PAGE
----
HBB Industria Argentina is one of my favorite new brands that I discovered during the Winter 2014 trade show season. At Playtime New York I had the pleasure of meeting designer Jimena Bruguera who shared with me how she was inspired to start her children’s hand knit collection after visiting the place she was born in Northwest Argentina.
What I love about HBB Industria Argentina is how Jimena strives by mixing different styles – both folk and contemporary – to communicate internationally how Argentina is really a melting pot. You’ll find both indigenous traditions in the Northwest and European influence in Buenos Aires.
Watch Interview with Jimena Bruguera on HBB Industria Argentina
“After I had my daughter I took some time off, and during that time I went with my daughter and mother to the place that I was born, in the mountains in the Northwest of Argentina. Over there I saw the work that the indigenous women were doing, and I thought of starting a brand of knits for children.
So I started working with indigenous women, and then it developed into doing other projects in Buenos Aires. Pieces that I design from New York and they are produced in Argentina. I look for the wool there and the knitters in Buenos Aires or in the Northwest produce them. We get together and work on the designs.
I like a lot the fact that I can mix the different collections within my brand. For example, some of it is produced in Buenos Aires, some in the Northwest. Some are Folk and others are more contemporary. It shows how Argentina is – sort of a melting pot of different things. The North is very indigenous, the traditions are very strong and Buenos Aires is very European. So I think mixing that and trying to show how Argentina is, it’s important to me. And trying to translate it into the modern world to be international, it’s a challenge sometimes but it’s very interesting to do.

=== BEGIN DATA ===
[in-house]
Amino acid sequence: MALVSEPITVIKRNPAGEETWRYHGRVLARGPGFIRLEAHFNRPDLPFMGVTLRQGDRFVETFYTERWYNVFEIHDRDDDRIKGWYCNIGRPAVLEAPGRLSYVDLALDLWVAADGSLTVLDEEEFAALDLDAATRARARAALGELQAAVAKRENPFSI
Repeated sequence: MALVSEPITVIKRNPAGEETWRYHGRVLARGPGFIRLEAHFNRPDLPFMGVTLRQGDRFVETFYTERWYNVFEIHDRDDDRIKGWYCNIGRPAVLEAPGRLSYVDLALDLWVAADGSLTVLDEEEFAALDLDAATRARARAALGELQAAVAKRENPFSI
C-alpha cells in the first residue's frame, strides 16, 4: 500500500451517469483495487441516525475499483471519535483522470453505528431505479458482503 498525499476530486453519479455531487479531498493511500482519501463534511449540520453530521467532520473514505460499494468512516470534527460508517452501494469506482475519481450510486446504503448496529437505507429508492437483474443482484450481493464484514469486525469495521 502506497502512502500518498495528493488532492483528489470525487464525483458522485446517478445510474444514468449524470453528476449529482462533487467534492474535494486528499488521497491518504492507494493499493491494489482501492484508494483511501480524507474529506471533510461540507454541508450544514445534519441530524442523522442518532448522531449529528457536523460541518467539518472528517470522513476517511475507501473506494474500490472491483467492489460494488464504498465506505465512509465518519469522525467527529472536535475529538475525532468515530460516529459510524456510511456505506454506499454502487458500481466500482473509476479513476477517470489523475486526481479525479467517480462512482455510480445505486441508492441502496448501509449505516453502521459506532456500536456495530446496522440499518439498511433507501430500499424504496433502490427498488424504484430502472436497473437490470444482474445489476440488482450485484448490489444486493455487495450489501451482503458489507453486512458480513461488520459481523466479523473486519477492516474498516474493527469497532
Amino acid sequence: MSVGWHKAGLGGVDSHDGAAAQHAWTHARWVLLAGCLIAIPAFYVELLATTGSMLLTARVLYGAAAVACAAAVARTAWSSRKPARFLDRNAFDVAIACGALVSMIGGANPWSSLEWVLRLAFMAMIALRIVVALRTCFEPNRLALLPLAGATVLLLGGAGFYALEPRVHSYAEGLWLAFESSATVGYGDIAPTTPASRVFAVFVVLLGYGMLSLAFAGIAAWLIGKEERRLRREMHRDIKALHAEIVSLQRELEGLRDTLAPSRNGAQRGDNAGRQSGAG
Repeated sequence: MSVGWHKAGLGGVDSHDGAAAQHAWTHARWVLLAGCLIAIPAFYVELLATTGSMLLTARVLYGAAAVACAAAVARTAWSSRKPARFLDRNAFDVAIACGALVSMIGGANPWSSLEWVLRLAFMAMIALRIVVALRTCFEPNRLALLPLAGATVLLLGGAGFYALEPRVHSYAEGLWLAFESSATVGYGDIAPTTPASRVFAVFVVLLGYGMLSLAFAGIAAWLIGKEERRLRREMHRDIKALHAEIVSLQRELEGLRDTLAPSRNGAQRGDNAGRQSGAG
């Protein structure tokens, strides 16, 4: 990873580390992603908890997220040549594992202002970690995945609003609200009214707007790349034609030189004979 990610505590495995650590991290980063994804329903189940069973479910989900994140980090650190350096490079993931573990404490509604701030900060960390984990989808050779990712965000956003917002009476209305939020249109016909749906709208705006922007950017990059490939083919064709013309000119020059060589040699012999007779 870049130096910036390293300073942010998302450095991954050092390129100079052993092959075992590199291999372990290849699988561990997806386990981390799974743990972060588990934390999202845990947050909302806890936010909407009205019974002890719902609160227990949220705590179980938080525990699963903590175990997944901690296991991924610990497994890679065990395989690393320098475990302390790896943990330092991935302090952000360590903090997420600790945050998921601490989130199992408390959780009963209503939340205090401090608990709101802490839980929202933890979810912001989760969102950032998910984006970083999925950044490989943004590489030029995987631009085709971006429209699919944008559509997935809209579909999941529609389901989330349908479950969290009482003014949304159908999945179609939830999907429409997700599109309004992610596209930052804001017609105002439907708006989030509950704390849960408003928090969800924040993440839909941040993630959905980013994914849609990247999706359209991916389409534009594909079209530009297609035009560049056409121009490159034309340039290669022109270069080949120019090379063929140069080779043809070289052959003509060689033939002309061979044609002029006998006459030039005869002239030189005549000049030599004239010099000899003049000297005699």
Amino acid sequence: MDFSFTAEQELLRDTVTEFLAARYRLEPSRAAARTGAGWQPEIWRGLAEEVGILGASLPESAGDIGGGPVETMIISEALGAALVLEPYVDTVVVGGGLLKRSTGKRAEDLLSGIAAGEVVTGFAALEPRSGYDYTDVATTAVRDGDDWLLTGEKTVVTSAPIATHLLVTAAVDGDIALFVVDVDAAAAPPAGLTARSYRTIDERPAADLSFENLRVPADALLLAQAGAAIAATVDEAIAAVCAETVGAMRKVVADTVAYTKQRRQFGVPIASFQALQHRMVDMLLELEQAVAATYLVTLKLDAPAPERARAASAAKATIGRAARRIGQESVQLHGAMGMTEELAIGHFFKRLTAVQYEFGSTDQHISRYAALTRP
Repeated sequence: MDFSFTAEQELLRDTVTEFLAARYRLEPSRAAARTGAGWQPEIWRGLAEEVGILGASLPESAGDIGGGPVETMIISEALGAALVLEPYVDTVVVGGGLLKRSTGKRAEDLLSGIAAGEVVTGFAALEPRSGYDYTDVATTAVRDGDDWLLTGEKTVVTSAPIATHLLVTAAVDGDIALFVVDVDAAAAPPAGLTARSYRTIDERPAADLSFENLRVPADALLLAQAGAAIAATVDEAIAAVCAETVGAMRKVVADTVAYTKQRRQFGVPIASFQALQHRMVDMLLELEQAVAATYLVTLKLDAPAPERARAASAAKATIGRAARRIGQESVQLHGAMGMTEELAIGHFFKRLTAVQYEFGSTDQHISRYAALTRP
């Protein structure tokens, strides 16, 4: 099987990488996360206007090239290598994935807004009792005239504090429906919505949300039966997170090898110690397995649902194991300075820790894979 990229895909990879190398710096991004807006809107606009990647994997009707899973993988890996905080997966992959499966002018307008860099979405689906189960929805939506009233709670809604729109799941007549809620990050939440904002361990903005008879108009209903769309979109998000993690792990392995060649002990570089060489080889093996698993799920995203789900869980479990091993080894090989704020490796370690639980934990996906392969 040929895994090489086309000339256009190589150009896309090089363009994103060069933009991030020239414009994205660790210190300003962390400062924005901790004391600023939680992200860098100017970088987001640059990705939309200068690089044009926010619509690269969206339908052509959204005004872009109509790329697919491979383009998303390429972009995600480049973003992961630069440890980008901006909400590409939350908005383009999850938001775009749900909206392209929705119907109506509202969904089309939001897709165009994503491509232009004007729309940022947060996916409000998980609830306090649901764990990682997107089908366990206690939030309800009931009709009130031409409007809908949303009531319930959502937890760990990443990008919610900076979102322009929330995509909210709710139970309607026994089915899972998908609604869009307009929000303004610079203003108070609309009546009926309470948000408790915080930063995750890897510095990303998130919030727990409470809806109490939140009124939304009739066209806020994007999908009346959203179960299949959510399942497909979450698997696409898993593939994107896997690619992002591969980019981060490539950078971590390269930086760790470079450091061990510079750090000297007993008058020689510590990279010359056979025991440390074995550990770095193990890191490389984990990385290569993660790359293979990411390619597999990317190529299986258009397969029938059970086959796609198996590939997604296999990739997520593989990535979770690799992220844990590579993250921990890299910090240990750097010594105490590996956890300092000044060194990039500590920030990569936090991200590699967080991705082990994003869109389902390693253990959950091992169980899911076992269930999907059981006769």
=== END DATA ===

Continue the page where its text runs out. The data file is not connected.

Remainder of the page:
This is the collection that is produced in Buenos Aires. Usually, the way I work is I choose the wool first. Something that I fall in love with. A color or because it’s chunky, or has an uneven texture to it. So then with that, I start working on which pieces I can do with each type of wool.
For example this one, where the wool is very thin and then it becomes very thick. So this is a sleeveless sweater that looks like a raspberry when you put it on.
And with this sweater, this is within the yarn itself, it’s not attached after. So you knit it and this is how it turns out, it’s very chunky.
Then in Buenos Aires, I do collaborations. This is made in a special woold that is very soft. I also do a collaboration with young designers where I choose the colors and we work together on the patterns that they are going to have.
Then for the indigenous collection, what I try to do is for them to do their work but I try to sometimes tone it down a little by using the natural colors.”